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Bank of England may need to become more interventionalist – Bamford

by: Pad Bamford is business development director at AmTrust Mortgage & Credit
  • 08/02/2018
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Bank of England may need to become more interventionalist – Bamford
The Bank of England’s latest Inflation Report suggests potential for tighter and faster interest rate rises. Pad Bamford assess the possible impacts.

Since the Monetary Policy Committee’s (MPC) decision to increase rates by 25 basis points in November, the housing and mortgage markets had gone relatively quiet about when (or rather if) another rise is likely.

Back at the point of that rather minor increase Bank of England governor Mark Carney, and the MPC itself were very keen to point out that (at the time) it was only anticipating another two increases in Bank Base Rate (BBR) over the course of the next 24 months.

Now, the amount of those rises might be rather different to 25bps, however the anticipation was that two such rises would total 50bps and therefore BBR would stand at 1% by November 2019.

Placing that level of BBR in a historical context, 1% is hardly a return to the days of the early 1990s when rates were in double figures.

Indeed, it’s still incredibly far removed from the mid-noughties, pre-Credit Crunch when rates were hovering around the 5% mark.

But if 1%-ish is going to be the “new normal” for any length of time then I suspect there won’t be too many borrowers – or indeed mortgage market practitioners – complaining.

 

Train of thought

This week’s MPC meeting is interesting because it won’t just be the minutes and vote result published, but also the Bank’s Inflation Report.

This details its train of thought and has given further evidence of its plans over the next two years.

The big question of course is whether the two rate rises over the next two years prediction can be anything other than just a prediction – and it seems the Bank of England may be reassessing it.

Swap rates in the UK are at their highest for a year.

To see what an impact this could have we need only look at what is happening in the US in terms of wage growth and the anticipation that this will mean higher inflation, which will consequently mean the Federal Reserve having to increase interest rates sooner (and faster).

The big share sell-off that started in the US has now quickly travelled round the world, and it not only shows the inter-connectedness of world markets, but perhaps shows a future that few in the UK would have predicted just a few weeks ago.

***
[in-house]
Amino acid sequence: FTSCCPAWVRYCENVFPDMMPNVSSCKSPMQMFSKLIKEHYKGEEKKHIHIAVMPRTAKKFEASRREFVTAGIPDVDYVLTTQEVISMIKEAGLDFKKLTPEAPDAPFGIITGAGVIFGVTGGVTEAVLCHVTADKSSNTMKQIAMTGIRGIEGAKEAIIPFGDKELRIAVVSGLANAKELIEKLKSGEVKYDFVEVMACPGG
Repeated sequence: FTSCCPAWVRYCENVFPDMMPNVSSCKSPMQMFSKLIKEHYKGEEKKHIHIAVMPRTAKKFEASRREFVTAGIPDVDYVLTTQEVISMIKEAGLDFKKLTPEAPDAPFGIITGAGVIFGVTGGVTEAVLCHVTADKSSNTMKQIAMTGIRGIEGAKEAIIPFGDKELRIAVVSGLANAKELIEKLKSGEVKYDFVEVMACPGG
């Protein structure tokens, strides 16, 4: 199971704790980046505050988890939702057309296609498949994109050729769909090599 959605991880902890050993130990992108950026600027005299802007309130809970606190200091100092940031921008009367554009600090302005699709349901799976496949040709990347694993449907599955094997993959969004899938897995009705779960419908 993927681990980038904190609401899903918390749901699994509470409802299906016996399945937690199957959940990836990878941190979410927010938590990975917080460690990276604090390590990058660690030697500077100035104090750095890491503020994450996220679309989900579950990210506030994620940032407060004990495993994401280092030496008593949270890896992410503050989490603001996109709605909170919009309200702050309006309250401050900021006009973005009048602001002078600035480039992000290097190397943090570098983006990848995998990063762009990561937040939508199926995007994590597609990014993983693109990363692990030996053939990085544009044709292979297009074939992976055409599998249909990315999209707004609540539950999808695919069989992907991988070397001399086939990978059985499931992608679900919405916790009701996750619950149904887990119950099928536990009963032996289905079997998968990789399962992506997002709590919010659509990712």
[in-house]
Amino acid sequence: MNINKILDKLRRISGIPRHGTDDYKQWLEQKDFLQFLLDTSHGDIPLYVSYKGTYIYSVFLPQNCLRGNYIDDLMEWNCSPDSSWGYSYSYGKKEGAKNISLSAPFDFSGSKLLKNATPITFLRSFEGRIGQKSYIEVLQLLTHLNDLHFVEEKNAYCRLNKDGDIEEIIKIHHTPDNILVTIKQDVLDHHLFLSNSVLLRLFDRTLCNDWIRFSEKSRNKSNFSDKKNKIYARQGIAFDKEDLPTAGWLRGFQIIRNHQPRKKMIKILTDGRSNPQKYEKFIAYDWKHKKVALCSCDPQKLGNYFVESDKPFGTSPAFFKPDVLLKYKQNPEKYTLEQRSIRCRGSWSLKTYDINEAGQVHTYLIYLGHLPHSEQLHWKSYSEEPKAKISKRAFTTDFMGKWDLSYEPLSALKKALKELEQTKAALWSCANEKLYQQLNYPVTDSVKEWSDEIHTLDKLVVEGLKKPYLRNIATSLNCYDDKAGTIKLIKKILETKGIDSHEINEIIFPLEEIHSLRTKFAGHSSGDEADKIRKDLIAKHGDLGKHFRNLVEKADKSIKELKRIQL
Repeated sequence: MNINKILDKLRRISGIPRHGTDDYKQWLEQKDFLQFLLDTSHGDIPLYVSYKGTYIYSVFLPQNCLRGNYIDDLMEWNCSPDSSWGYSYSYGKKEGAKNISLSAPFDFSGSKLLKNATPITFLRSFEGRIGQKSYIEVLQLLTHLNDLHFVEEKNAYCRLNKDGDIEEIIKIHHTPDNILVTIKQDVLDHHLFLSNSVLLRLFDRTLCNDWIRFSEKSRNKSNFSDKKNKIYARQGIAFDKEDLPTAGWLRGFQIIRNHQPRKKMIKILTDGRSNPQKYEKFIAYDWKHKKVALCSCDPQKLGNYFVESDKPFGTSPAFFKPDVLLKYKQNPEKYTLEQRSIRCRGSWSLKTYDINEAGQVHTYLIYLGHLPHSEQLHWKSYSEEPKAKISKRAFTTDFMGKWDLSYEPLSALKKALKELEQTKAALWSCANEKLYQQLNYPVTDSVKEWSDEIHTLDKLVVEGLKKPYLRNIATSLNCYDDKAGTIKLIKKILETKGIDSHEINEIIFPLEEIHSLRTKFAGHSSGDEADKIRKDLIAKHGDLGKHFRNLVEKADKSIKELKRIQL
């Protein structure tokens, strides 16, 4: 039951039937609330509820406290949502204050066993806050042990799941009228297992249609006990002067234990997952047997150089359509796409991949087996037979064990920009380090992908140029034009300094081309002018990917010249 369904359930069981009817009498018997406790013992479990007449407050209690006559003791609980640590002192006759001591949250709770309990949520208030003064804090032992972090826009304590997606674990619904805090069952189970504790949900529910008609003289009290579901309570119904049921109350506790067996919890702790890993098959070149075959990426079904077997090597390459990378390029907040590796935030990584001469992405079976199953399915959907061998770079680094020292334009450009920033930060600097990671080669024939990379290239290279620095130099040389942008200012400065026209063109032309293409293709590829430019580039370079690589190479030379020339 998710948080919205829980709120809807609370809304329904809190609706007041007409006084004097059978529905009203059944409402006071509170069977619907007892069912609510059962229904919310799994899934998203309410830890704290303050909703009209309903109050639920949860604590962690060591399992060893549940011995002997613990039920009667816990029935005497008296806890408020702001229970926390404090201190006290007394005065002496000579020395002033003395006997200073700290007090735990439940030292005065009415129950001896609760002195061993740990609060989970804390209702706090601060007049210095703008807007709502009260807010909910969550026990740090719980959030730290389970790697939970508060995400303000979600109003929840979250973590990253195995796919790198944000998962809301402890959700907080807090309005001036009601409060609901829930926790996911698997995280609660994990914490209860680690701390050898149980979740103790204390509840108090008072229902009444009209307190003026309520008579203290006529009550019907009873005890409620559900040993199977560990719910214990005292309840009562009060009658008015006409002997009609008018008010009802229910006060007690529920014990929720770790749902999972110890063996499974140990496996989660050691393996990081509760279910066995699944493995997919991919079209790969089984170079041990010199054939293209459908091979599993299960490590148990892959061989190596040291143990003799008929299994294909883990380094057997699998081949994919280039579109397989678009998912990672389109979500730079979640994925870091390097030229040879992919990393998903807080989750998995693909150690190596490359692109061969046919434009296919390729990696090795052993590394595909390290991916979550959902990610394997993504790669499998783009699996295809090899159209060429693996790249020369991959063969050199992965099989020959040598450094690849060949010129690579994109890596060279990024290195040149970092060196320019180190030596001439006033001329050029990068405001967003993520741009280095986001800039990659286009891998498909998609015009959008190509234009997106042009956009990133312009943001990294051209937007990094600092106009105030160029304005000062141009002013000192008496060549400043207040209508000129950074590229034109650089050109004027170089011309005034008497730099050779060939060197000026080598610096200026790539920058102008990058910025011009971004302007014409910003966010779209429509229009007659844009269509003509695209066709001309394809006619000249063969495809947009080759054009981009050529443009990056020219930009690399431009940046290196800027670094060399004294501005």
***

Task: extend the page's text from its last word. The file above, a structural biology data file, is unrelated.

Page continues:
A steady hand

 

That said, I think we can be confident this governor and MPC Committee is not going to be rushed into decisions.

However, a number of economists are already suggesting rates will rise more than once in 2018 – Capital Economics appear to be first out of the blocks suggesting if the MPC does decide to try and get inflation down to its 2% target quicker, then there might need to be three or four increases to BBR, rather than the two suggested.

Its of course very interesting that underlying all of this is the Brexit negotiations and what these will mean for the UK economy.

Pantheon Macroeconomics suggested “two further rate increases coming in February and August 2019, provided that the direction of travel in talks with the EU remains towards a soft Brexit”.

Well, all the noises coming out of the government recently suggest that its negotiation stance is moving further and further away from a soft Brexit, despite what chancellor, Philip Hammond, was saying recently.

It seems unlikely the UK will remain in the Customs Union and Theresa May does not appear to be straying too far away from the wants and needs of the hard Brexiteers in her party.

 

Return to normalisation

If that is the case, then we may all find that the BoE and the MPC has to be far more interventionist in the future than it has been so far.

We know it wants a return to normalisation over the coming years but, given Brexit, its idea of what normal is might change radically.

At the moment that normal seems to peg BBR around the 1-2% level – and for good reason, given the impact rises will have on mortgage borrowers – but moving into unchartered waters with the UK leaving the EU might mean a higher normal might be the pay-off.

Uncertainty exists right across the economic board at present, and there appears to be little chance of this changing anytime soon.

Perhaps today’s publications will be able to give us more confidence in what is coming over the horizon, but given the fluid nature of the situation, I wouldn’t count on it.

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